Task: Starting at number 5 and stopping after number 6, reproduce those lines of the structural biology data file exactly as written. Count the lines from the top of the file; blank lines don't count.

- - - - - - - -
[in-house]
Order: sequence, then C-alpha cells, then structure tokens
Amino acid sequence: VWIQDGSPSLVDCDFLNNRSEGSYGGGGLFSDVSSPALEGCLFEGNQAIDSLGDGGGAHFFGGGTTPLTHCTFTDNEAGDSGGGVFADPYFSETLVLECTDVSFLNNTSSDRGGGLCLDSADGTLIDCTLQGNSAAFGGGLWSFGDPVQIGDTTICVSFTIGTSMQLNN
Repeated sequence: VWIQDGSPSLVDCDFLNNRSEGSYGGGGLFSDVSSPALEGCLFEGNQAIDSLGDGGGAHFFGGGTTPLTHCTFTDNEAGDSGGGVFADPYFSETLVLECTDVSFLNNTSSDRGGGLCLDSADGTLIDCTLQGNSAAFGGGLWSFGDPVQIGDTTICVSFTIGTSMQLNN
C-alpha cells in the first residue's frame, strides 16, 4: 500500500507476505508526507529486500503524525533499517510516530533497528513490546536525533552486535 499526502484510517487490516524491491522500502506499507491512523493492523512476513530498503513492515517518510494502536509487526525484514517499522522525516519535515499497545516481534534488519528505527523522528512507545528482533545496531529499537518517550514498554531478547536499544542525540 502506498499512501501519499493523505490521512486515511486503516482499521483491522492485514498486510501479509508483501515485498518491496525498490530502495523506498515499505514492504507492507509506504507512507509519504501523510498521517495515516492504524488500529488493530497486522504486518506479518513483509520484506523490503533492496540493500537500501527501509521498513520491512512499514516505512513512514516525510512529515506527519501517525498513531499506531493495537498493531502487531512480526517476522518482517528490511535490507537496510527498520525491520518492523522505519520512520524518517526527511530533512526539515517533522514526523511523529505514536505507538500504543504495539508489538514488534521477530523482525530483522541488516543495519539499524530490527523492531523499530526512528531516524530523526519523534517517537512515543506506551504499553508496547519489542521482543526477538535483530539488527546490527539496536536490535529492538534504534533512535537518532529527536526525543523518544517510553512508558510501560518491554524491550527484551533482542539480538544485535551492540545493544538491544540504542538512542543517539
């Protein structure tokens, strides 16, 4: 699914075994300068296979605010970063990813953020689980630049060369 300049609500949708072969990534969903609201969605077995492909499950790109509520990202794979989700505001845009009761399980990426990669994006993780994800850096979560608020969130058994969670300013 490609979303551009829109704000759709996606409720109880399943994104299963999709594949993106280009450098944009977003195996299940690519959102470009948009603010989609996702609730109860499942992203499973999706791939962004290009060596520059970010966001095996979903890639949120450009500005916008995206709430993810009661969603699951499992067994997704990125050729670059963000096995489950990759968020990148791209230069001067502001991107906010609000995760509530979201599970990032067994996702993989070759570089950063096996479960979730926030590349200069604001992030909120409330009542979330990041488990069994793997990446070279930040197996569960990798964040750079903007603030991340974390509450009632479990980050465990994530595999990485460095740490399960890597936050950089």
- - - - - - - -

C-alpha cells in the first residue's frame, strides 16, 4: 500500500507476505508526507529486500503524525533499517510516530533497528513490546536525533552486535 499526502484510517487490516524491491522500502506499507491512523493492523512476513530498503513492515517518510494502536509487526525484514517499522522525516519535515499497545516481534534488519528505527523522528512507545528482533545496531529499537518517550514498554531478547536499544542525540 502506498499512501501519499493523505490521512486515511486503516482499521483491522492485514498486510501479509508483501515485498518491496525498490530502495523506498515499505514492504507492507509506504507512507509519504501523510498521517495515516492504524488500529488493530497486522504486518506479518513483509520484506523490503533492496540493500537500501527501509521498513520491512512499514516505512513512514516525510512529515506527519501517525498513531499506531493495537498493531502487531512480526517476522518482517528490511535490507537496510527498520525491520518492523522505519520512520524518517526527511530533512526539515517533522514526523511523529505514536505507538500504543504495539508489538514488534521477530523482525530483522541488516543495519539499524530490527523492531523499530526512528531516524530523526519523534517517537512515543506506551504499553508496547519489542521482543526477538535483530539488527546490527539496536536490535529492538534504534533512535537518532529527536526525543523518544517510553512508558510501560518491554524491550527484551533482542539480538544485535551492540545493544538491544540504542538512542543517539
């Protein structure tokens, strides 16, 4: 699914075994300068296979605010970063990813953020689980630049060369 300049609500949708072969990534969903609201969605077995492909499950790109509520990202794979989700505001845009009761399980990426990669994006993780994800850096979560608020969130058994969670300013 490609979303551009829109704000759709996606409720109880399943994104299963999709594949993106280009450098944009977003195996299940690519959102470009948009603010989609996702609730109860499942992203499973999706791939962004290009060596520059970010966001095996979903890639949120450009500005916008995206709430993810009661969603699951499992067994997704990125050729670059963000096995489950990759968020990148791209230069001067502001991107906010609000995760509530979201599970990032067994996702993989070759570089950063096996479960979730926030590349200069604001992030909120409330009542979330990041488990069994793997990446070279930040197996569960990798964040750079903007603030991340974390509450009632479990980050465990994530595999990485460095740490399960890597936050950089």